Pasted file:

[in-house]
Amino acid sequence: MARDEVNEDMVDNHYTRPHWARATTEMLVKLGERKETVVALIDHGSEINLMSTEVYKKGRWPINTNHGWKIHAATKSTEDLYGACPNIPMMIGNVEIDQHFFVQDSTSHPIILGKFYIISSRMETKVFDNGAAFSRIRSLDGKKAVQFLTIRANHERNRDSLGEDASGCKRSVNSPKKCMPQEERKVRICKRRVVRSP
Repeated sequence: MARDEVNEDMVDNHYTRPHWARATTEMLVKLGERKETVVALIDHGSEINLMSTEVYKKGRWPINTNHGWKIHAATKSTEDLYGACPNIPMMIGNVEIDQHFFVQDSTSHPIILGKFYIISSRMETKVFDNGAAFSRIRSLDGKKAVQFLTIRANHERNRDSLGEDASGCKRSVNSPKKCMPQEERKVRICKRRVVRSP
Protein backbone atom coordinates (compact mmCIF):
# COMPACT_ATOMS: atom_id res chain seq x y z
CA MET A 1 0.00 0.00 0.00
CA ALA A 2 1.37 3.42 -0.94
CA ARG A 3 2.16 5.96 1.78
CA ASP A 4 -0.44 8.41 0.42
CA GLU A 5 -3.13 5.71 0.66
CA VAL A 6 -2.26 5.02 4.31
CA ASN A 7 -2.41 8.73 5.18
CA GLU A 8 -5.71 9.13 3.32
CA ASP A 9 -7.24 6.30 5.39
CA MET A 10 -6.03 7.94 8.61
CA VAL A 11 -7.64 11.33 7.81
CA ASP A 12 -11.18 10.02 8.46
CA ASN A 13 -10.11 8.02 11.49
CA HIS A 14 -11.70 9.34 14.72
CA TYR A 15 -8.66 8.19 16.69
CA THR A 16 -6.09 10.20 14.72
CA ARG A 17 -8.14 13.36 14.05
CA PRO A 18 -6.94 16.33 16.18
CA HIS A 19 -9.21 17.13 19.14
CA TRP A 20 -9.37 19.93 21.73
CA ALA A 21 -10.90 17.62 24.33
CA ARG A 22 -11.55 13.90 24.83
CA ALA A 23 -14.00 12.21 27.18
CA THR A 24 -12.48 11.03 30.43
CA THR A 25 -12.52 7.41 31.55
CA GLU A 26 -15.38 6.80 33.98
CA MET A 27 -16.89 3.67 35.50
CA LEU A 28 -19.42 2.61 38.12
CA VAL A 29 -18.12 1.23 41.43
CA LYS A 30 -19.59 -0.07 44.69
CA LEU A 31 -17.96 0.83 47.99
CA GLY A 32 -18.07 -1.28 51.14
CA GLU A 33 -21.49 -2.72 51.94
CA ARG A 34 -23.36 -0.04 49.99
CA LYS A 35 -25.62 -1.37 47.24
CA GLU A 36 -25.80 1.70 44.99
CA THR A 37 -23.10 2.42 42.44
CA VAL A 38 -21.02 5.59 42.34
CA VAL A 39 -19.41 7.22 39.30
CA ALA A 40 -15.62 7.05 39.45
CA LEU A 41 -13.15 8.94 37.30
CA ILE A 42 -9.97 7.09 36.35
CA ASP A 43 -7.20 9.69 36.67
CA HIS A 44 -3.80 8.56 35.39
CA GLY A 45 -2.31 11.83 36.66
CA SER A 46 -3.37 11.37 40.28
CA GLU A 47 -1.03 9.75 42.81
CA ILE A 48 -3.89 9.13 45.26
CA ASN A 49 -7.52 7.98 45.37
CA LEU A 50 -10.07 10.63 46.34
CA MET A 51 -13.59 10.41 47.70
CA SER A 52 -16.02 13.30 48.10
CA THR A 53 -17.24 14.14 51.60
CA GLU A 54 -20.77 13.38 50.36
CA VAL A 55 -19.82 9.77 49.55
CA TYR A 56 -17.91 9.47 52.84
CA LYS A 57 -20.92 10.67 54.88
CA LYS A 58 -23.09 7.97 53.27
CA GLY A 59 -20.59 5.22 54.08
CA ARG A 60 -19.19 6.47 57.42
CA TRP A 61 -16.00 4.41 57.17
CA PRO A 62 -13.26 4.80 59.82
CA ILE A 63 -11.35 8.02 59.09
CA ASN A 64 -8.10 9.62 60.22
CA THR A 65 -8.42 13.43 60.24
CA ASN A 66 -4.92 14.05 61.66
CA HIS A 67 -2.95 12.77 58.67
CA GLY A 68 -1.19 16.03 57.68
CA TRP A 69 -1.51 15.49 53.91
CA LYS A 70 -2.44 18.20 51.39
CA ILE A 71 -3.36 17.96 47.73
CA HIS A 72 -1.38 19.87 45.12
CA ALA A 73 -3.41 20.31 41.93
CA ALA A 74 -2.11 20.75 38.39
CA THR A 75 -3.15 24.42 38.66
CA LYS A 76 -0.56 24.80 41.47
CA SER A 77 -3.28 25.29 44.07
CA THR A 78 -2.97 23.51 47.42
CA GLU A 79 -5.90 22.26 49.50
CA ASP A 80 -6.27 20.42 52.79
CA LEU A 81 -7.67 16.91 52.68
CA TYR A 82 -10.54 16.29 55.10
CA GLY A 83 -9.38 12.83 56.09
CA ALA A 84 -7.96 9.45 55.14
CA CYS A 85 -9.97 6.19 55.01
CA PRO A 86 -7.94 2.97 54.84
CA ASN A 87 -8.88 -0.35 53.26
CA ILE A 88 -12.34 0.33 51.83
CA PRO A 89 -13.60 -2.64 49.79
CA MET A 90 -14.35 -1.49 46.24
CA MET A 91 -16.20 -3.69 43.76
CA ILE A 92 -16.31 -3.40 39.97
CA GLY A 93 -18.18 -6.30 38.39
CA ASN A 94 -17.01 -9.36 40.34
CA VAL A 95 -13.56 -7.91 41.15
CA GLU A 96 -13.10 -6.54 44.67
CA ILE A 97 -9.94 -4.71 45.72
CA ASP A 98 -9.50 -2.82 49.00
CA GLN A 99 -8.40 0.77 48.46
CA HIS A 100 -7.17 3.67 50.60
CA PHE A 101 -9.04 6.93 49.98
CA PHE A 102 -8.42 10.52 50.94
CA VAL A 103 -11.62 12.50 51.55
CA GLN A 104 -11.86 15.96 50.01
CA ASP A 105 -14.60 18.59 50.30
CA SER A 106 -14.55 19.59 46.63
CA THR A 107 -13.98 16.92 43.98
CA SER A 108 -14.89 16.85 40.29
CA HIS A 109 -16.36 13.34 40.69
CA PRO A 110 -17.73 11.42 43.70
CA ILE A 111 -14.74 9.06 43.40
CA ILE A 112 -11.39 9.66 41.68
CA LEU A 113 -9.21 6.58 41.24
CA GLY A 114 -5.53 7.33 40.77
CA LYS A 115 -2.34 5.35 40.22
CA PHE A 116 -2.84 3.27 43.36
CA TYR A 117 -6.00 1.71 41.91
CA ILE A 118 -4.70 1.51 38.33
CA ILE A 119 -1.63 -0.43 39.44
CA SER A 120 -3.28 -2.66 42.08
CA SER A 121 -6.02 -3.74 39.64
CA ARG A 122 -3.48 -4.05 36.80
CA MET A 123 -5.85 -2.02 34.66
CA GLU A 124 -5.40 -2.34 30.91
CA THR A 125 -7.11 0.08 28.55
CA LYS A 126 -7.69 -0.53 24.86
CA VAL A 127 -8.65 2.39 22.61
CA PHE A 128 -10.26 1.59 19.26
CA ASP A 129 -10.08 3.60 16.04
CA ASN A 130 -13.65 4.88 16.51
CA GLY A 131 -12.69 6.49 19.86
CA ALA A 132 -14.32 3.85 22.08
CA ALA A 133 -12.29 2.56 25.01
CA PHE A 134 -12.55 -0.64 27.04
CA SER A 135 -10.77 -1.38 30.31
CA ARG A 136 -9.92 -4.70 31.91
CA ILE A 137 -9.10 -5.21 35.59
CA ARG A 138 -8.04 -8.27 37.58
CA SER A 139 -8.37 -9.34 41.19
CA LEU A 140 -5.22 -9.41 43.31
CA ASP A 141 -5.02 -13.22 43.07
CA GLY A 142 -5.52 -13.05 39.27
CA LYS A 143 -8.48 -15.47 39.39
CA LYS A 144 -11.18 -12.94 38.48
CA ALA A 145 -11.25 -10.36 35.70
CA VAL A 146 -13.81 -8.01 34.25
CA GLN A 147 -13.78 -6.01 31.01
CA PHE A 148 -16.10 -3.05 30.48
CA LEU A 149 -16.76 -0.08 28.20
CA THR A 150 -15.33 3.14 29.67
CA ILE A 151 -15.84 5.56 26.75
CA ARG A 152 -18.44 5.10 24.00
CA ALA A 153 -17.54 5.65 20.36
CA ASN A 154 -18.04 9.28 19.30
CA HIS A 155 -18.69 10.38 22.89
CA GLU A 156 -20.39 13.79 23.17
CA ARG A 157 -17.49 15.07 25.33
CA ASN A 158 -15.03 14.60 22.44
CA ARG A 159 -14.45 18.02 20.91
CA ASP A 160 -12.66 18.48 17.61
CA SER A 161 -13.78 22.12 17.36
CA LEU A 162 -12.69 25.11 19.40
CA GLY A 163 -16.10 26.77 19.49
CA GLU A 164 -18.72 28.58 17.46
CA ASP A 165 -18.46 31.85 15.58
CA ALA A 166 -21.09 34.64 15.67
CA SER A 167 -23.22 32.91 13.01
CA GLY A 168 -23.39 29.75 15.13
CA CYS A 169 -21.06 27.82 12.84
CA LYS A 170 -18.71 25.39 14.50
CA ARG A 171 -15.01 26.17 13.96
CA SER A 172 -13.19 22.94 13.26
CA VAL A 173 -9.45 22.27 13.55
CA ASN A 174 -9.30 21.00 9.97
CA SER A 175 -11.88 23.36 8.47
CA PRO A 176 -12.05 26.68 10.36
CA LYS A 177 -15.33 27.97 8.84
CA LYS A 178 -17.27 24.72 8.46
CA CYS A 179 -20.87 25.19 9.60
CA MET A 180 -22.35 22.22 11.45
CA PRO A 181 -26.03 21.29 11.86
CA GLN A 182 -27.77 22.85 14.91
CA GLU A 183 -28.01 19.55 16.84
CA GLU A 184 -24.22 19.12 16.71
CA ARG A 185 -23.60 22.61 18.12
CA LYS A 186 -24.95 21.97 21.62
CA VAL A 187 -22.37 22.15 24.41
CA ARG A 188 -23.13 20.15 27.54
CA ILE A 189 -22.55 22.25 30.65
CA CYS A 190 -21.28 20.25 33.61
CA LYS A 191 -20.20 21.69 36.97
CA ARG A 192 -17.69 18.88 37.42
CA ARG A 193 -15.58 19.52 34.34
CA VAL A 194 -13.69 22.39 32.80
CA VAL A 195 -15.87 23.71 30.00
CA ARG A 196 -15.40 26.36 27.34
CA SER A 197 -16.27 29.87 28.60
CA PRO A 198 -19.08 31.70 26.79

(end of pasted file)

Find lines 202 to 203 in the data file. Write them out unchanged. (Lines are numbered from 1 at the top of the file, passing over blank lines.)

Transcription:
CA SER A 197 -16.27 29.87 28.60
CA PRO A 198 -19.08 31.70 26.79